How to Recoup Your Ruined Vacation

Consumer protection, Travel

ruined vacationEveryone’s bound to have a vacation that doesn’t turn out exactly as planned; you miss a flight, your hotel is less than satisfactory, or a family member passes right before you’d planned to leave. Can you get your money back when your vacation doesn’t work out?

Scenario #1: The Airline Makes You Miss Your Connection or Cruise

Frequent travelers are bound to know of the anxiety that comes with a delayed flight, which can create a domino effect of missed flights thereafter. When your first flight runs late, you could miss your connection, meaning you could miss your next connection, cruise, or business meeting, all while paying for a hotel you’re not using while stranded at the airport. If all of your travel was purchased through the same vendor, you may be more likely to be compensated for your loss, but not if flights or cruises were purchased separately. Only when you purchase trip insurance are you protected in these situations.

Article 19 of the Montreal Convention states that a carrier can be liable for damages caused by delay; however, if the airline took all necessary measures to prevent the delay (planes were maintained on schedule, etc.), you’re out of luck. Delays caused by increased airline security measures, unpredictable mechanical failures, or bad weather won’t get you a refund.

In some instances you can at least be refunded taxes and fees for unused services; for airlines, the ticket is considered used once you buy it, so taxes and fees are non-refundable; for most cruises, tour operations, trains, and buses, you are officially entitled to get your taxes back for unused tickets. Give your vendor a call if your taxes are not returned; some vendors actually have a full no-refund policy, so they don’t have to return your taxes.

Scenario #2: You Have to Cancel or Postpone Your Trip

Airlines have varying policies about refunds on canceled flights; some tickets are fully refundable for up to 48 hours or so after purchase, while others airlines will give you a travel voucher to use toward future travel in the next six months to a year. To protect yourself when it comes to hotel deposits or non-refundable charges from airlines or cruises, get travel insurance. Traveler’s insurance also applies if a death, disaster (weather, terrorists), or jury duty summons prevents you from taking your trip. You can also purchase travel interruption insurance, for when you have to return from your trip early due to an unexpected illness or other mishap.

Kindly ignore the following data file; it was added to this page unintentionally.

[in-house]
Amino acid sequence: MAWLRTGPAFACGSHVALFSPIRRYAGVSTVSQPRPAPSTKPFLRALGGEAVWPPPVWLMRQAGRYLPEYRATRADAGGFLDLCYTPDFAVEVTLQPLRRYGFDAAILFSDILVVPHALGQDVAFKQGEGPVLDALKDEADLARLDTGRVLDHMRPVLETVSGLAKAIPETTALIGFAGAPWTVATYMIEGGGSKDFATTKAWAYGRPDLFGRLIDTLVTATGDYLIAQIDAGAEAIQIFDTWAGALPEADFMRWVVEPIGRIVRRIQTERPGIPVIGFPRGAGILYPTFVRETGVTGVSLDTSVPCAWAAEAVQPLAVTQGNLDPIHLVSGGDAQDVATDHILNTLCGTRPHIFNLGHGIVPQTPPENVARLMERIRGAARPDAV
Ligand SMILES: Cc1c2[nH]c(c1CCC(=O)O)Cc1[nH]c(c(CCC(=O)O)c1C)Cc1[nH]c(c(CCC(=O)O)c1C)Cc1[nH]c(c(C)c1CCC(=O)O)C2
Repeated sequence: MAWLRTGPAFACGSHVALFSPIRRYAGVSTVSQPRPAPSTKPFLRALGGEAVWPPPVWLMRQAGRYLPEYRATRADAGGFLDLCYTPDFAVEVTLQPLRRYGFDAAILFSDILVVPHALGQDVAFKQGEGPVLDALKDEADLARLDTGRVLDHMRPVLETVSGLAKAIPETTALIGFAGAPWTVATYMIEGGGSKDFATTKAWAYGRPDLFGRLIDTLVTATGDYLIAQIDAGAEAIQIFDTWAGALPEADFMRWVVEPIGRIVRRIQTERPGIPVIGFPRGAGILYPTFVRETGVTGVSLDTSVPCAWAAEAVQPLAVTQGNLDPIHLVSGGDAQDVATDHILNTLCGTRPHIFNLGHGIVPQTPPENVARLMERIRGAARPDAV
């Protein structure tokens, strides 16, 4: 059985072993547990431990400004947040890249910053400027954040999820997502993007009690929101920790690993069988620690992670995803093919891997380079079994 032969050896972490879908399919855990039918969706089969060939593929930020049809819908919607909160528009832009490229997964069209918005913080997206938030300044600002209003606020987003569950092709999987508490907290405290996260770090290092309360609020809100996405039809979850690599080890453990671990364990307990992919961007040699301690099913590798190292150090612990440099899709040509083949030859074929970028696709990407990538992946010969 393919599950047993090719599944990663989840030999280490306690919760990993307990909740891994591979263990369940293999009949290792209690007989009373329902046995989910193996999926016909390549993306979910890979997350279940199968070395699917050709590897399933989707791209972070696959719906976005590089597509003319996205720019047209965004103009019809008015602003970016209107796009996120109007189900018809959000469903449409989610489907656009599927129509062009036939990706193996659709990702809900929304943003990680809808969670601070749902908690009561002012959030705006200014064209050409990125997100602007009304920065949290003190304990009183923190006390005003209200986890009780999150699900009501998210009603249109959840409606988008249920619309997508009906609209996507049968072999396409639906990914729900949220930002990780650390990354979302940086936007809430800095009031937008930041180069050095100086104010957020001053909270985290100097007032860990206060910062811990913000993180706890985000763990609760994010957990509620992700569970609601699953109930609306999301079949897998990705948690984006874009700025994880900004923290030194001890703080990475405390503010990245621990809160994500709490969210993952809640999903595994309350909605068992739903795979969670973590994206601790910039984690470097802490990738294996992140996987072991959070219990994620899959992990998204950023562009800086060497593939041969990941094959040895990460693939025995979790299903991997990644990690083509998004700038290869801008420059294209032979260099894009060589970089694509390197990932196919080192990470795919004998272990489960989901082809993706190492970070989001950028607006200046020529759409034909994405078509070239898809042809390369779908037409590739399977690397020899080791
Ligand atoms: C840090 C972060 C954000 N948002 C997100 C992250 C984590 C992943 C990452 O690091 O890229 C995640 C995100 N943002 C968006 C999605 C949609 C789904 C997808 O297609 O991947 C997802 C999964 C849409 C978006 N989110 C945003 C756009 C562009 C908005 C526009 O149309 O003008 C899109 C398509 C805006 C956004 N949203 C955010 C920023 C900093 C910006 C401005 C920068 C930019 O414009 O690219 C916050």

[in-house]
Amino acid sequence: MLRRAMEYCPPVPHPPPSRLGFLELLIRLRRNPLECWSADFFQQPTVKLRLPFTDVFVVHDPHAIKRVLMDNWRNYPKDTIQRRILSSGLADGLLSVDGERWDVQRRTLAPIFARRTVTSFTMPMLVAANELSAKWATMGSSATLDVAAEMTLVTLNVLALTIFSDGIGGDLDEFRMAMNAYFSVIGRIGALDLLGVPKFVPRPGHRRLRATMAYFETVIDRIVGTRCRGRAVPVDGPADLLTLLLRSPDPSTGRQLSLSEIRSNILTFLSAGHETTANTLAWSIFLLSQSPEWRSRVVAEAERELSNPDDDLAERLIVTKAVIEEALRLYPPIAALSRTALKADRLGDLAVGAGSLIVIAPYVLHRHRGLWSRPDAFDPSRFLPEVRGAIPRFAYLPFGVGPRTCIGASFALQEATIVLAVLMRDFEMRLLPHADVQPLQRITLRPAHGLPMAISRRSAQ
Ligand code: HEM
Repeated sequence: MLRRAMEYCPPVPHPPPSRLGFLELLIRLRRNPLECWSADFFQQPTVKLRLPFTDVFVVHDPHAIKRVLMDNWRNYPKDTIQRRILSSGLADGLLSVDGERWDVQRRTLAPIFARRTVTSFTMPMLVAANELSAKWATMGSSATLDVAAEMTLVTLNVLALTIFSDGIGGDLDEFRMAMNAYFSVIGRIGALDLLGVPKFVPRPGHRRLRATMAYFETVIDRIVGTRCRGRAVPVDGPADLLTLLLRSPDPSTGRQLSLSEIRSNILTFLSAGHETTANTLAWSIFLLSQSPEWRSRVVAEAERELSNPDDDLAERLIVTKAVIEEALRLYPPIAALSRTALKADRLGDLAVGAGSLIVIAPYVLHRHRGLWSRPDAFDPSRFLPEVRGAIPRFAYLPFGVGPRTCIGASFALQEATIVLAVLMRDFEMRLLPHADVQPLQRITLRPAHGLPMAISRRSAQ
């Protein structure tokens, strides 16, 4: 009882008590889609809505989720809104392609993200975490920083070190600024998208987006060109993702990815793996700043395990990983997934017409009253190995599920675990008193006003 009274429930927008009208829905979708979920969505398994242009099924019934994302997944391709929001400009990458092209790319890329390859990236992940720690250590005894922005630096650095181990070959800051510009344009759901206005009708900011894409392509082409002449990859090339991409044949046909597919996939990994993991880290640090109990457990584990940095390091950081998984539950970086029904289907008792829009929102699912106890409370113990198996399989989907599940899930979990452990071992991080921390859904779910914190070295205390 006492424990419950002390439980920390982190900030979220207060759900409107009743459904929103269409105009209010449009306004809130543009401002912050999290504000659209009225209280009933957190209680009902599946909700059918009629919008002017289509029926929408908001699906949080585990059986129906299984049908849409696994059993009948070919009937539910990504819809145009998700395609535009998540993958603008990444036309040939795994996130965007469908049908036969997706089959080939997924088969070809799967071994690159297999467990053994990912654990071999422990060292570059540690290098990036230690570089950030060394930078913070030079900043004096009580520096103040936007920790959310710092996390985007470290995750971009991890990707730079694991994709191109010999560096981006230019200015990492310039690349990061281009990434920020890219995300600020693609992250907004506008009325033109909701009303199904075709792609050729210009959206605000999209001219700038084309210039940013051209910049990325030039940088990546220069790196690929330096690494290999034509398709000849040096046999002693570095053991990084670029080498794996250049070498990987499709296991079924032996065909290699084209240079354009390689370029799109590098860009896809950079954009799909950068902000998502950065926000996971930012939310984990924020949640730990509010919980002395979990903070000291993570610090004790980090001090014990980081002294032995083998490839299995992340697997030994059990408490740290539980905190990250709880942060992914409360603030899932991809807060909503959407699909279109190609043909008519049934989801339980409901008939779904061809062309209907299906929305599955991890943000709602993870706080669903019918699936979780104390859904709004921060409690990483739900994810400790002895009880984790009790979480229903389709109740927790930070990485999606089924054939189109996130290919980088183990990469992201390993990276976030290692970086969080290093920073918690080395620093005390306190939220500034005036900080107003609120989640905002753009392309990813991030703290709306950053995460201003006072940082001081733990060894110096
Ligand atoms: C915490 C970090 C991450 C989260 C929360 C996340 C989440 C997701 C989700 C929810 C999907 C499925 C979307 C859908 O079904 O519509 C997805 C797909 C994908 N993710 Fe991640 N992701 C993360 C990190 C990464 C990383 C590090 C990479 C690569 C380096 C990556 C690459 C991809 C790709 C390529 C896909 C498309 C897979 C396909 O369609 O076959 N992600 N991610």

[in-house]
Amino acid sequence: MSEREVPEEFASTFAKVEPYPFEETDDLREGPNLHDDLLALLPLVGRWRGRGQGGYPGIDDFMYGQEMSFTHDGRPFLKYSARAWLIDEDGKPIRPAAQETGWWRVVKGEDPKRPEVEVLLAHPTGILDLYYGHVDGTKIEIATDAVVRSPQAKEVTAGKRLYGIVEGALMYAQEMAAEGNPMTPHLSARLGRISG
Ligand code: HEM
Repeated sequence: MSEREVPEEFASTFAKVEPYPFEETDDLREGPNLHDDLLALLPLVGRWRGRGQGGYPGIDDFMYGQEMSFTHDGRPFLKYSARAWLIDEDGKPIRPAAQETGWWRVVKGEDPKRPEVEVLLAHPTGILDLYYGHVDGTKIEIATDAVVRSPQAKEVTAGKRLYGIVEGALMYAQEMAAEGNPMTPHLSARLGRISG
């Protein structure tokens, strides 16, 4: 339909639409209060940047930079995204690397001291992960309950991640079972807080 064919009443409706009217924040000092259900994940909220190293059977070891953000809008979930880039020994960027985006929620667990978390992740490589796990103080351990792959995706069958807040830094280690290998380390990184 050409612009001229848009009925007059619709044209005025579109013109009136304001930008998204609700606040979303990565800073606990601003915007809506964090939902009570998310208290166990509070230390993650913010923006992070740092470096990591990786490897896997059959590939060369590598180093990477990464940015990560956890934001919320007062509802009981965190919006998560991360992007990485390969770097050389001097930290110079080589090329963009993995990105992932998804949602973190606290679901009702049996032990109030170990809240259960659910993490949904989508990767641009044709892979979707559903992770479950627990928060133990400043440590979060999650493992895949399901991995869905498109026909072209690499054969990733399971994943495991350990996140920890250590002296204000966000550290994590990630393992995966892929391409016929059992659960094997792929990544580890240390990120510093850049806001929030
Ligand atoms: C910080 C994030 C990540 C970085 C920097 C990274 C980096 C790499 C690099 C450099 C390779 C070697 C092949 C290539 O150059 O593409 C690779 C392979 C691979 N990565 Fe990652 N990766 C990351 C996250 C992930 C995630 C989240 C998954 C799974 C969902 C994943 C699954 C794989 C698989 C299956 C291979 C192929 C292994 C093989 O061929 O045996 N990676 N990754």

Beware when purchasing travel from a third-party discounting travel service like Expedia or Travelocity. Part of the reason airlines are able to offer such great discounts to these bulk ticket sellers is because they offer fewer protections. You may search for tickets with flexible cancellation policies on these sites, however, and you can purchase travel insurance (which covers cancellations) for a fee.

Scenario #3: The Service Stinks

Maybe your hotel’s outrageously misleading marketing photos led you to stay at a dump, or construction disturbed your peace and quiet.  Whatever the case, it can be very, very hard to get your money back from a sketchy hotel. Your best bet when planning a vacation is to get advice from friends on where to stay. Always use a credit card when paying for travel; this way, you can dispute charges when something goes wrong. Also, keep evidence of everything that went wrong with your hotel stay, as well as copies or recordings of correspondence with management. Keep copies of the hotel’s online ad pictures and your own pictures of the state of your room if that’s the issue.

For lost luggage, your travel ticket will often state liability limits (don’t expect to get paid for your pricey Louis Vuitton bags). There are a few things you should do when your luggage is lost, according to Even if the airline assures you your bags will be on the next flight, insist they fill out a form and give you a copy. Get the name of the person you spoke to about the issue, and confirm (and get it in writing) that the airline with deliver your bags to you, free of charge, when they are found. If your luggage ends up being officially lost, you will need to submit a second, more detailed report. If the airline doesn’t fully cover your loss, check with your homeowner’s or renter’s insurance to see what they can cover. Some credit card companies and travel agency insurance plans may also cover items lost while traveling.

Whatever happens on your vacation (or doesn’t), do your homework before taking off. Get insurance, use credit cards, use reputable services, and keep faithful records. Now you can relax on that beach instead of spending your trip stranded at the airport or trying to get your money back from a dirty hotel.